While New Black Man was a little more progressive than I thought it would be when I read the synopsis, the takeaway lessons are no less valuable. Neal hits the mark with his description of contradictions that arise from being a pro-feminist "Hip Hop Head". What does it mean when you espouse the equal treatment of women, but yet bob your head to "Drop It Like It's Hot"? How do you embrace Black homosexuals as part of the community and not just tolerate and encourage their closeted existence? Finally, how do you fight against paternalistic behavior in the church and other sacred institutions for the advancement of the community? I recognized upon completion of the text that there is no set formula for what it takes to be a New Black Man, but instead, there are guiding questions leading to an ideal. These questions serve to "check" ones behavior. The question each Black male must ask of himself is: Am I willing to hold myself accountable for behavior that might reinforce status quo notions of gender that will affect the women of my life (be it daughter, sister, wife, cousin, baby mama)? If the answer is NO, then continue to be disappointed by the male depictions promoted by pop culture. I know I've got to do something because I know I don't want my son learning how to find a life partner watching For the Love of Ray J or Real Chance of Love.

Friday, October 9, 2009

We CANNOT Forget Derrion Albert

I was all set to write about how making my way through Mark Anthony Neal's New Black Man, was exposing me to a new lens on masculinity. Very much like when you get a new eyeglass prescription and the optometrist plays with the lenses in front of your eye until he finds the one that allows you to see the fine print clearly. I wanted to write and sort my thoughts on Dr. Neal's depaprture from the archetype of the Strong Black Man. Following a chat with my man Lu, I got up the nerve to watch the graphic footage of Derrion Albert being beaten to death in a Chicago street by fellow high schoolers. Immediately I knew I had to write about this incident which gave us an All-Access pass to the types of murders that occur in major urban centers daily. The tears welled up immediately as I watched the wooden board come crashing down, realizing that a life had just been ended senselessly. The event made me think about how helpless I would feel if my own son were involved in such a situation, and the immediate despondency I'd fall into were I to lose him in such a way. As my man Lu noted in our chat, this event and it's filming was like the facing the open casket of Emmet Till. Having to face that raw visual should be more than enough to spur action to ensure that it never happens again. I worry that based on what we have seen so far, the fallout from this tragedy will not cause the kind of reform that needs to take place in order to avoid a repeat performance.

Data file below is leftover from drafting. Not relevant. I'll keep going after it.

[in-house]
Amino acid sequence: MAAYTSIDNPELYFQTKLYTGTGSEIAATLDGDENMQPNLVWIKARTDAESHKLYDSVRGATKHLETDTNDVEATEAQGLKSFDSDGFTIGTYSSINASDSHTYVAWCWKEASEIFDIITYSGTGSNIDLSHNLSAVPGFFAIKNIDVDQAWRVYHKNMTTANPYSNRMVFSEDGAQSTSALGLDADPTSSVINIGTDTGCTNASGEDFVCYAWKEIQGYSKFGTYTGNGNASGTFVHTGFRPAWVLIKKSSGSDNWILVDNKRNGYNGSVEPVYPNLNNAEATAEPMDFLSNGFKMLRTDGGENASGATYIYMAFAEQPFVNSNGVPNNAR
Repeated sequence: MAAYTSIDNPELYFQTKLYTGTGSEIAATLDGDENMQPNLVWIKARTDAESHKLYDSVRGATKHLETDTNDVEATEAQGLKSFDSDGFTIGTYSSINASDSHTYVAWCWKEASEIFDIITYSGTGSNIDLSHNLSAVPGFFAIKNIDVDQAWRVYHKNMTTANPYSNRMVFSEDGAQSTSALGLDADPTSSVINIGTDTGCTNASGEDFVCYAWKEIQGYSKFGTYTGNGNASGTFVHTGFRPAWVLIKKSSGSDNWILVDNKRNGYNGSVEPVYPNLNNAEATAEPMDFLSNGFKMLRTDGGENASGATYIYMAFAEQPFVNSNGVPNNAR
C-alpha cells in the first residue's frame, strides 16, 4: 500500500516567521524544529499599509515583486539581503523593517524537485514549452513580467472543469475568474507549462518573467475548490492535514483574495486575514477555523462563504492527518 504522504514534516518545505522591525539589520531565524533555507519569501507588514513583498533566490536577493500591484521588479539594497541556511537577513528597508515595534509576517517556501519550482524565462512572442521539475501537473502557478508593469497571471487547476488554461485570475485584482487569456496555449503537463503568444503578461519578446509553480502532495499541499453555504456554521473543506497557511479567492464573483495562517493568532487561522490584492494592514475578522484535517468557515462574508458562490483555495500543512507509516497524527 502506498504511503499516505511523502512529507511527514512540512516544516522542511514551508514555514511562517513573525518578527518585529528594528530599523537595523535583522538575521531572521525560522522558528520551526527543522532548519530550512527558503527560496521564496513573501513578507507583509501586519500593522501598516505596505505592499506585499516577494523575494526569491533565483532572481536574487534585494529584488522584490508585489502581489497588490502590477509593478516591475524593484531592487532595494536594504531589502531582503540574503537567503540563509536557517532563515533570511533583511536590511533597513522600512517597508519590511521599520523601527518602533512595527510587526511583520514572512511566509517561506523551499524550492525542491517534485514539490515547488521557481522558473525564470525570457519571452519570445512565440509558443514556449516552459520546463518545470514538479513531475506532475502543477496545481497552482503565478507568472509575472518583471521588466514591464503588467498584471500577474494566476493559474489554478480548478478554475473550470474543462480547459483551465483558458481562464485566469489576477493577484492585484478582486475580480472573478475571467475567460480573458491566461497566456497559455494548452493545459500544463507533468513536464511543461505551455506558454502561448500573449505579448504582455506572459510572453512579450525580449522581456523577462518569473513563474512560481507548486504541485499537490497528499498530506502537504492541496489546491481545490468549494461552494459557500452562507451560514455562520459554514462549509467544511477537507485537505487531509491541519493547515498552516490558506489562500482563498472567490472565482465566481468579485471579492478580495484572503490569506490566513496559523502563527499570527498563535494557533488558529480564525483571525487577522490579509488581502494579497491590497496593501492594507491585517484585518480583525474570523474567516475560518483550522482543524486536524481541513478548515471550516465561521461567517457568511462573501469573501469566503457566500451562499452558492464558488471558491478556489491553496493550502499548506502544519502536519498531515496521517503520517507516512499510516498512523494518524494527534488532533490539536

Now two weeks after the event, myFox Chicago had a story about a student-lead Town Hall meeting where young people were allowed to voice their concerns for their safety as well as talk about the event. Police, politicians and concerned community members were also in attendance. But where were the buses full of protesters coming into town to demand justice like in Jena? Where were Rev. Al and Michael Baisden? Where's the statement from the President? He can defend Gates right away, but to comment on this he has to call a huddle so that he can release a statement "soon"? Does the fact that this is a Black-on-Black crime make it less of an atrocity than the Jena 6 beating up a White kid? All I know is that listening to the clips of youth speaking out at the Town Hall Meeting, clearly they feel that very few people are there to support them. The inaction of the larger Black community to support this hurting group of students and their families speaks volumes.

So I won't be forgetting Derrion Albert anytime soon, in fact ever. That video is imprinted permanently. It means that whatever I need to do to protect my little one from such a situation, I'll do it. It means that if there are less hours of sleep for me because I'm spending more time trying to develop interventions aimed at helping male youth of color navigate the K-12 pipeline, so be it. Derrion Albert deserved better, and I pray that we never have to see another video like that again.